2022 may be barely a month old, but already it has brought triumph and tragedy to Atlantic Ocean rowers. On the one hand, we’ve seen several boats make the ocean crossing in record time as part of the annual Talisker Whiskey Atlantic Rowing Challenge. But, a French adventurer also lost his life attempting the same feat, remind us all that the planet’s largest bodies of water remain very challenging.
A Death on the Atlantic
On January 1, just as the new year was getting started, French adventurer Jean-Jacques Savin set out from Portugal on an attempt to cross the Atlantic in a rowboat. Not long after, he turned 75 while at sea as he laughed at the thought of old age. His goal was to make the crossing in roughly three months time, although not long after he set out he began to run into trouble.
Almost from the start, the weather was uncooperative. Strong winds and choppy seas forced him to work hard for every mile. His onboard electronic systems were not fully functional either, as the solar panels that provided them with power were malfunctioning. So much so, that he indicated that he would stop in the Azores to make repairs before continuing his voyage. Unfortunately, he never reached that point.
On Wednesday, January 19 he posted a message to his Facebook page sharing his struggles, but assuring followers that everything as alright. However, the following day he set off two distress signals at sea calling for assistance. When his boat was located on that Friday, it has capsized and Savin was found floating in the water. A cause of death has yet to be released.
Savin was an experienced sailor who loved the ocean. He also crossed the Atlantic back in 2019 aboard what was essentially a modified barrel. On this trip he had hoped to be more in control of his course and speed, but unfortunately he perished making the attempt. Our condolences go out to his family.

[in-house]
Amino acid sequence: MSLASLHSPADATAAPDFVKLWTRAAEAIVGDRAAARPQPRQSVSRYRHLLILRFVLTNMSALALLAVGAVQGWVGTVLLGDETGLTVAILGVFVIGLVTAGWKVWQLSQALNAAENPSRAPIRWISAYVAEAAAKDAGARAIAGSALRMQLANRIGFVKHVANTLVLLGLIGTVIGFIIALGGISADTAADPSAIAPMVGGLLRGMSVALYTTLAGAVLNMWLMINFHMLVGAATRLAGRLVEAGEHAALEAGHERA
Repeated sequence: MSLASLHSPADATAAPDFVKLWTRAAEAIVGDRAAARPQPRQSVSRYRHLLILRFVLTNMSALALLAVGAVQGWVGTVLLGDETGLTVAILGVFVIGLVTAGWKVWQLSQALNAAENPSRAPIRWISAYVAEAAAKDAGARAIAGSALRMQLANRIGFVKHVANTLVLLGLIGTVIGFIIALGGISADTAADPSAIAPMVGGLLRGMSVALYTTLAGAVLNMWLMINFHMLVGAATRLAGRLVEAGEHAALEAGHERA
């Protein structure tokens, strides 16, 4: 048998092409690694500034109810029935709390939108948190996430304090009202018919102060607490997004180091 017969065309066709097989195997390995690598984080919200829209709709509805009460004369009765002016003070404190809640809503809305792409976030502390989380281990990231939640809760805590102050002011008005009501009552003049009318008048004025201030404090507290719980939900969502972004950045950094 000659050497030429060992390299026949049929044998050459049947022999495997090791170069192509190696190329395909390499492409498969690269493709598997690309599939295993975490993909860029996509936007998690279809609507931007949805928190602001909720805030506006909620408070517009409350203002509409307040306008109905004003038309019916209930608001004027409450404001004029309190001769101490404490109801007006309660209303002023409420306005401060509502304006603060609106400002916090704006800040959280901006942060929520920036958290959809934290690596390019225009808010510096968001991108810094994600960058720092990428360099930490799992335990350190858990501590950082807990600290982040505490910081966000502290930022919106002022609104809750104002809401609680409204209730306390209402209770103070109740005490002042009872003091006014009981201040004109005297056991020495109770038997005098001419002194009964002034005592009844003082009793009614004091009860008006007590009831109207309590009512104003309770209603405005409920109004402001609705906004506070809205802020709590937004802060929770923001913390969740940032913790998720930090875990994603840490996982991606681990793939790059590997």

Records Fall in the Talisker Challenge
Meanwhile, things have gone much better for the teams taking part in this year’s Talisker Whiskey Challenge. The race typically gets underway in December each year, with the boats setting out from the Canary Islands and arriving in Antigua throughout late-January and February. Several of the crews have already reached the finished line, including some that set several records.
On January 23, the crew of Kat Cordiner, Charlotte Irving, and Abby Johnston—collectively known at Team Extraordinary—completed the crossing in just 42 days, 7 hours, and 17 minutes. In doing so, they became the fastest all-email three-person team to cover the 3000 miles (4828 km) distance.
They weren’t the only trio to set a new record however. Team Atlantic Nomads—made up of Taylor Winyard, Tom Rose, and James Woolley—also arrived in Antigua at a speedy pace. They crossed the Atlantic in 40 days and 37 minutes, setting a new mark for the fastest mixed three-person team.
Finally, a four-person team with all of its members currently serving in the British military also set a new speed record. Team Force Atlantic made their crossing in 40 days, 23 hours, and 57 minutes, which is the fastest for four people on a mixed team. That fearsome foursome consists of Scott Pollock, Victoria Blackburn, Phillip Welch, and Laura Barrigan.
Atlantic Ocean Rowers Still on the Water
While a number of teams have already reached Antigua, there are still 12 boats still out on the water as of this writing. That includes all four solo rowers, who are naturally some of the last to complete the crossing. Most of the remaining teams and solos are expected to reach the finish line in the next few weeks, with weather conditions playing a part in how soon they arrive in the Caribbean.
As the pandemic has disrupted much of the world of outdoor adventure and travel over the past two years, ocean rowing has continued to forge ahead. After all, there are few places to be more socially distant that in the middle of the Atlantic or Pacific. The organizers of the Talisker Whiskey Challenge are already deep in preparations for next year’s event, which will get underway late this year. And if everything goes according to plan, the inaugural Pacific Challenge—covering 2800 miles (4506 km) from California to Hawaii—will launch in 2023.
Congratulations to all of the Atlantic Ocean rowers and we’re looking forward to following the Pacific race when it gets underway next year.
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